As I’ve been watching students developed into leaders, I’ve noticed that their leadership skills grow in direct proportion to their growth in confidence. So how do we as youth leaders help our students grow in confidence? What are the intentional actions we need to take to help students believing in themselves? Youth ministries often focus on high-energy outreach events to reach more students for Christ. How about developing the leadership and confidence of your students in order to reach their friends for Christ?
There are three key focuses to growing studentsí confidence:
Confidence comes from understanding Godís design.
I’m not just giving you the “Jesus” answer. Most often students don’t think they’re special. They don”t think they have some great God given ability to change the world around them. They rarely see their potential. They need to understand that God made them for a purpose and God would never short-gift one of his children. God isn’t in the business of giving life to his kids and then cutting them off. Students don’t get it—yeah, they understand God will forgive them, but do they bank on God’s personal plan for them. For students to be confident they must know that God has their back. He’s their safety net, and in the end every Christ follower wins. Students must understand that they’re made for a purpose and God gives them all the needed tools to complete that purpose.
Confidence comes from positive life experience.
For students to grow in confidence they must have an experience beyond what they thought was possible. They must be placed in situations that require them to reach beyond themselves, to do something they thought impossible. The experience is reinforced when they receive recognition from their peers. This is why I love teaching leadership on mission trips and wilderness trips. I believe when students have ownership of these events they will be required to step beyond themselves and do more than they thought they could. The experience will give students the chance to recognize each others giftedness.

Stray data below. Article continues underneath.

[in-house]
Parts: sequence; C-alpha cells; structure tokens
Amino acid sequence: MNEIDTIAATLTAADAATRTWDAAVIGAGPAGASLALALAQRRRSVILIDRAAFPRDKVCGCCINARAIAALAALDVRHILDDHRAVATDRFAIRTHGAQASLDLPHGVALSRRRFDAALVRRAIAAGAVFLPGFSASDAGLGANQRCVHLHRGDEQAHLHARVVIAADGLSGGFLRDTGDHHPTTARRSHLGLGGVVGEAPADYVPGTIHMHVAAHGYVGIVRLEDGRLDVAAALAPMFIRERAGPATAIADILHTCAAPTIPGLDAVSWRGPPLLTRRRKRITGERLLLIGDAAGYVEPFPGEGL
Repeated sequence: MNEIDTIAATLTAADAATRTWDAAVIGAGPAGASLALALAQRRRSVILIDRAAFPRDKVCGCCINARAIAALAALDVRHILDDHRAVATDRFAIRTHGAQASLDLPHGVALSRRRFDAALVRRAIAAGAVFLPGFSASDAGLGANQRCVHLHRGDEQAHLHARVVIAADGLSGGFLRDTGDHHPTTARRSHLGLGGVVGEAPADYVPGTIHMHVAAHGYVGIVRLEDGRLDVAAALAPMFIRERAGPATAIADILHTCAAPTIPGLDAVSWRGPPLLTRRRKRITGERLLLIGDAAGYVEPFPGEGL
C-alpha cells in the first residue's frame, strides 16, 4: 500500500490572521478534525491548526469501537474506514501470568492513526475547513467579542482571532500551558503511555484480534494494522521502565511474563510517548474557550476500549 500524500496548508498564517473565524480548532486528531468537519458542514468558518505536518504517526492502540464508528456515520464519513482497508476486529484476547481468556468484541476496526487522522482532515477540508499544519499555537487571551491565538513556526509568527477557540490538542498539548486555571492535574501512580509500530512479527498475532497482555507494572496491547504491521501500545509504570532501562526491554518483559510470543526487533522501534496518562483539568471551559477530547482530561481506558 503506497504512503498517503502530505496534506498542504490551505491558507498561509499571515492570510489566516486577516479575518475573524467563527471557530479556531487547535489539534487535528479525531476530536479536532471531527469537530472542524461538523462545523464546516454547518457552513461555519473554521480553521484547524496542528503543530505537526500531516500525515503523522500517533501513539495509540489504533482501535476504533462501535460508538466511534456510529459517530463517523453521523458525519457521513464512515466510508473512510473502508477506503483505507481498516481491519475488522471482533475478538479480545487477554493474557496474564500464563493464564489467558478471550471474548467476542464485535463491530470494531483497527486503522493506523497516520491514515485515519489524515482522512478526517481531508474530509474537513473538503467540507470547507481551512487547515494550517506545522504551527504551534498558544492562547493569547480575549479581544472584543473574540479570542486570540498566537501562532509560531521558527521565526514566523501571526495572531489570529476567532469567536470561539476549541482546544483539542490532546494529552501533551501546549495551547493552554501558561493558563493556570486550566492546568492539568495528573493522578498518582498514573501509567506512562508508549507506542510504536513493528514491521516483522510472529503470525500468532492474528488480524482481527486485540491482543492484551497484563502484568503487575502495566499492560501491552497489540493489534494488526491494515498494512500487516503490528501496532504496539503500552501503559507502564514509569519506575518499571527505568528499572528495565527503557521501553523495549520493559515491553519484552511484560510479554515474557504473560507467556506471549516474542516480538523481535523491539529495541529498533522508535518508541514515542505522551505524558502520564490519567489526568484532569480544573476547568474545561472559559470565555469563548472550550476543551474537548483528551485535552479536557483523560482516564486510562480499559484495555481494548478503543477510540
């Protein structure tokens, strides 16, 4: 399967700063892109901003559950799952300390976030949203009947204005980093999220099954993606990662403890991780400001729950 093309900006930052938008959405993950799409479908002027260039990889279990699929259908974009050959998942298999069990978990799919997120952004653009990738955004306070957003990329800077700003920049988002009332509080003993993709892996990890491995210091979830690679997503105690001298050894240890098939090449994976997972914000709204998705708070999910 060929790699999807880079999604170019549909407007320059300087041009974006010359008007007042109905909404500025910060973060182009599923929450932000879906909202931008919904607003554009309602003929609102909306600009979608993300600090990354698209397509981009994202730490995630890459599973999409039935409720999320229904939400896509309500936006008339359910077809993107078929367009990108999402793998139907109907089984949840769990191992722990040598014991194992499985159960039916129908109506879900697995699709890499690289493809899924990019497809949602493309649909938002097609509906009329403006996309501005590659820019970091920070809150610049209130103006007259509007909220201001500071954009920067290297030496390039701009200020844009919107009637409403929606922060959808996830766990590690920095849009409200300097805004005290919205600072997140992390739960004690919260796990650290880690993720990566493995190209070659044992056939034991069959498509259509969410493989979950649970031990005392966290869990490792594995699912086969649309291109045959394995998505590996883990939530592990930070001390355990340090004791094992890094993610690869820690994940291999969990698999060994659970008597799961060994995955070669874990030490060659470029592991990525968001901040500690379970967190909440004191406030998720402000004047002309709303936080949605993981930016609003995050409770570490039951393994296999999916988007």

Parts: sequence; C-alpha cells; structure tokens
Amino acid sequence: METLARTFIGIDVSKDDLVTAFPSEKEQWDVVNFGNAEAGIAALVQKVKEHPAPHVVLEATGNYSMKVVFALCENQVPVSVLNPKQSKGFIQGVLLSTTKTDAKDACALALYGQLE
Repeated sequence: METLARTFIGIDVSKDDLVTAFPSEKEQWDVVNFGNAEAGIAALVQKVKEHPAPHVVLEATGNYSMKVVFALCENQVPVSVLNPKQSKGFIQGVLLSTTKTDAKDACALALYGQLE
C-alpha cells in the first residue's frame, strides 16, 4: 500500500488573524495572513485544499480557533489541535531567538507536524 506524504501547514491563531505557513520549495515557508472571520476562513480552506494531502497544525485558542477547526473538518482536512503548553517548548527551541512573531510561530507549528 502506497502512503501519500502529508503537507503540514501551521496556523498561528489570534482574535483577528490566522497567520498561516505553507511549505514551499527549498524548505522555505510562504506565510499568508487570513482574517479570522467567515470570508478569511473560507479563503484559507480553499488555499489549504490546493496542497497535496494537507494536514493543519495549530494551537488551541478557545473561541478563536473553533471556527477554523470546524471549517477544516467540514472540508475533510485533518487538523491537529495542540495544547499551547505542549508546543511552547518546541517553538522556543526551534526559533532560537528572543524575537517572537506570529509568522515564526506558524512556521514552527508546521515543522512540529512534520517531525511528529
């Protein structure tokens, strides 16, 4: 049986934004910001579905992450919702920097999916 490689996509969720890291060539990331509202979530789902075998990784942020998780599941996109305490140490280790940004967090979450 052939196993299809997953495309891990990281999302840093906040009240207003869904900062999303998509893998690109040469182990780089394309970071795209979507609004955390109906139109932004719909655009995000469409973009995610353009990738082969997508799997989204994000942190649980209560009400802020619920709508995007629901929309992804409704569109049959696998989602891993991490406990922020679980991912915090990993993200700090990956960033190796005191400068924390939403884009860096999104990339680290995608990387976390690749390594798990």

Confidence comes from a positive adult who is willing to risk.
Students must have a positive adult figure in their lives cheering them on to greatness. Adults need to tell students how they see God working in their lives. Adults also need to take risks and offer students leadership opportunities. Students need adults to connect the dots for them concerning how God has made them and how that giftedness can be used in real life. When students are given the leadership of an event and the success or failure of that event is in their hands, with a positive adult support, they will develop confidence regardless of the outcome.
Confidence doesnít happen by accident—create a plan for your students to develop into confident leaders.
Doug Franklin is the president of LeaderTreks, a student leadership development organization, specializing in providing youth workers with tools and training to develop students into leaders. Doug’s blog contains lots of resources for youth workers and can be found at www.dougfranklinonline.com